The Consumer Financial Protection Bureau (CFPB) said earlier in the month that it would seek to revise a number of payday lending regulations that were put in place in 2017 and were due to go into effect in August of this year.
Among the regulations scheduled for review is one known as “repayment capacity”, which would require short-term lenders to ensure that a borrower can repay low-cost short-term loans. amount before extending them to consumers. This would involve checking a borrower’s income, debt, and spending habits. Alternatively, the lender could choose to bypass this verification process and change the loan to an installment offer, with a deadline and payment schedule agreed upon at the time of loan granting.
As it was reported, the Bureau, recently renewed under Kathy kraninger, said the “repayment capacity” provision should be removed from the series of provisions expected to come into force this year. The agency said maintaining the requirement would negatively impact consumers’ access to credit and hurt competition in markets – and, the CFPB added, there is “insufficient evidence and legal support. For this provision.
Other provisions that are expected to come true (now in 2020) are still in place, including one that prohibits lenders from repeatedly attempting to withdraw payments from accounts after being declined only once.
A comment period remains in effect, and over the next few weeks all kinds of views are likely to be released.
In an interview with PYMNTS conducted during a written exchange, Nicholas Gess, director of Morgan Lewis Consulting, said the CFPBThe decision to rescind the “repayment capacity” provision is “hardly surprising” as the Trump administration made regulatory retreat a campaign issue in 2016. He added that “at a level More granularly, the CFPB has moved from examining the direct impact on consumers of the lending practice in question to a broader balancing effort in which consumer access to credit is also considered.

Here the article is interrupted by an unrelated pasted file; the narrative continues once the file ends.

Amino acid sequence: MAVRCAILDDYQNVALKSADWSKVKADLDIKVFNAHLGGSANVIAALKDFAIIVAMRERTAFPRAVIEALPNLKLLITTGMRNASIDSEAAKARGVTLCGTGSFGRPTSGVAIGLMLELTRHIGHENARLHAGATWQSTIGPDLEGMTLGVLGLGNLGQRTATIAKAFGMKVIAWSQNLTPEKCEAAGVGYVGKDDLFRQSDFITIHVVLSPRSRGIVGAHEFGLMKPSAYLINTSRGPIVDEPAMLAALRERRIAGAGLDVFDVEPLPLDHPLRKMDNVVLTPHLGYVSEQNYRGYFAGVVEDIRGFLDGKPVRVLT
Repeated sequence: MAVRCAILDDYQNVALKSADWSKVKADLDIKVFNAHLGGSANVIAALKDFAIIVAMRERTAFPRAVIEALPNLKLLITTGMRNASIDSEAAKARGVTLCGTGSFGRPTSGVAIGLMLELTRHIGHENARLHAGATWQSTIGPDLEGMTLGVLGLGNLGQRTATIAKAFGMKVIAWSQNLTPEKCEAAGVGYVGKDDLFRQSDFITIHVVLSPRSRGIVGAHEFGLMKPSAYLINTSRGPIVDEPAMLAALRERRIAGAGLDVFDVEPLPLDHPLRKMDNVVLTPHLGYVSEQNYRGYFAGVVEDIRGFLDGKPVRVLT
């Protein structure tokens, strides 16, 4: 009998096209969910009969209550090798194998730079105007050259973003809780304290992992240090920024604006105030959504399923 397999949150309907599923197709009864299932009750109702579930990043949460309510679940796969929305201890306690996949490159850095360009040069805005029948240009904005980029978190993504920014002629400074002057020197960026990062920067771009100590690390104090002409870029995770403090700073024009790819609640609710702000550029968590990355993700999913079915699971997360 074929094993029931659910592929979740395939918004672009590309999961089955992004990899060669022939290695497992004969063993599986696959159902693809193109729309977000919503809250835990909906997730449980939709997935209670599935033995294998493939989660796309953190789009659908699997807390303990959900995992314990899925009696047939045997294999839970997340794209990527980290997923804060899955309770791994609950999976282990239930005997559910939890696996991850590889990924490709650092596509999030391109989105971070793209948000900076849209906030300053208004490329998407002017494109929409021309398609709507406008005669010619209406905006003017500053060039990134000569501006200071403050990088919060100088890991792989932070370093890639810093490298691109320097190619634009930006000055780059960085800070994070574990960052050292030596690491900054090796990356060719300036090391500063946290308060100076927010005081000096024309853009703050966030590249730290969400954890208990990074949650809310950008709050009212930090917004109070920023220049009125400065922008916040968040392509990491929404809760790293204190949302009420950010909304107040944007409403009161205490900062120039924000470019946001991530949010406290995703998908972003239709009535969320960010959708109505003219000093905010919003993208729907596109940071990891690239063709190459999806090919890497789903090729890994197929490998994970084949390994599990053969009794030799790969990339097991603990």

Gess, who serves as director of strategic litigation, risk avoidance and communications for Morgan Lewis Consulting, told PYMNTS that the rule, as drafted, would likely have increased the costs of granting claims. new loans and possibly “make them uneconomically viable”, while new proposals could look at loans through a “broader lens” which can in turn judge whether the loan products themselves are desirable.
With reference to the payday loan Landscape in general, Gess said the CFPB did not have the authority to ban the payday loan product, and “it just stopped and just made the product unsustainable.” As long as there is consumer demand for the product, there will be competition for it, and the top lenders may well be those with the capital and foresight to take advantage of new technologies. . It’s not much different from any other financial services product: innovation will be a competitive advantage.
But, as PYMNTS noted, the process from commentary to final rule-making hardly goes in a straight line, and Gess noted that there would likely be congressional oversight hearings, especially at the Chamber, as well as legal challenges.
“This may be an electoral problem, given that the proposal pushes the date back to November 20, 2020, just days after the next election of the president, the entire House of Representatives and a third of the Senate.” He added that as the debate becomes political, “it will be difficult to separate the proposals, which are broadly acceptable, as the underlying issue is a debate over whether payday loan should exist at all … politics will probably drown substance. I do not expect major stakeholders to agree on this issue.
Sloan to go it alone
Separately, the news arrived this week that the CEO of financial giant Wells Fargo, Timothy Sloan, could appear, alone, next month before the House Financial Services Committee.
The Wall Street Journal said the goal would be for the panel to “review” the bank’s recent abuse scandals. The appearance would take place on March 12, preceding an April hearing where Sloan would be joined by the CEOs of JPMorgan Chase, Goldman Sachs, Morgan Stanley, Citigroup and Bank of America.